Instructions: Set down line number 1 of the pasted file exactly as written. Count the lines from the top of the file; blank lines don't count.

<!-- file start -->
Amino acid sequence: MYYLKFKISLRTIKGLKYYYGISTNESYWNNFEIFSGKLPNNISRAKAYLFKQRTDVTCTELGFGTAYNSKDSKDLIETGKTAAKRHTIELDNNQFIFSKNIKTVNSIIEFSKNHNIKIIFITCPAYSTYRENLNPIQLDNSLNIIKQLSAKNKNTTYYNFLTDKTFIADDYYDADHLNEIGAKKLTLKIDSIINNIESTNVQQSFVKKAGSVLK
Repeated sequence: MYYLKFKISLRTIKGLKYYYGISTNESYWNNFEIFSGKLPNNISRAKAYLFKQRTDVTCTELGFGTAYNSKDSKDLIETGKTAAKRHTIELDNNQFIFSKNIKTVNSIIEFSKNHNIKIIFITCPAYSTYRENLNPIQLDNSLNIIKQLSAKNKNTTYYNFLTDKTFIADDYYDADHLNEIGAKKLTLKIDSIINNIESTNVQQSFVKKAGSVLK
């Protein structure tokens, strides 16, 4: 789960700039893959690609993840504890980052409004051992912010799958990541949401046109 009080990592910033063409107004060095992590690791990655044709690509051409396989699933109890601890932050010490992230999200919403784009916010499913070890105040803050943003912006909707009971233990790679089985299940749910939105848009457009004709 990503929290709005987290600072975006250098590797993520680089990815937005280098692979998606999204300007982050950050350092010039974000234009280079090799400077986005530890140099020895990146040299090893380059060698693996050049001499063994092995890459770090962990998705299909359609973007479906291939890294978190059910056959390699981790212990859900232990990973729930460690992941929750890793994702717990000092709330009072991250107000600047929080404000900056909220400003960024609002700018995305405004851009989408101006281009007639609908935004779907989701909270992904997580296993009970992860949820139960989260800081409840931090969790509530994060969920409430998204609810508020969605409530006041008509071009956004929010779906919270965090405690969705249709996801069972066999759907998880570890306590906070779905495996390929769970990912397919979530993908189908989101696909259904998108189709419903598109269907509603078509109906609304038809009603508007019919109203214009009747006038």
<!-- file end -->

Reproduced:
Amino acid sequence: MYYLKFKISLRTIKGLKYYYGISTNESYWNNFEIFSGKLPNNISRAKAYLFKQRTDVTCTELGFGTAYNSKDSKDLIETGKTAAKRHTIELDNNQFIFSKNIKTVNSIIEFSKNHNIKIIFITCPAYSTYRENLNPIQLDNSLNIIKQLSAKNKNTTYYNFLTDKTFIADDYYDADHLNEIGAKKLTLKIDSIINNIESTNVQQSFVKKAGSVLK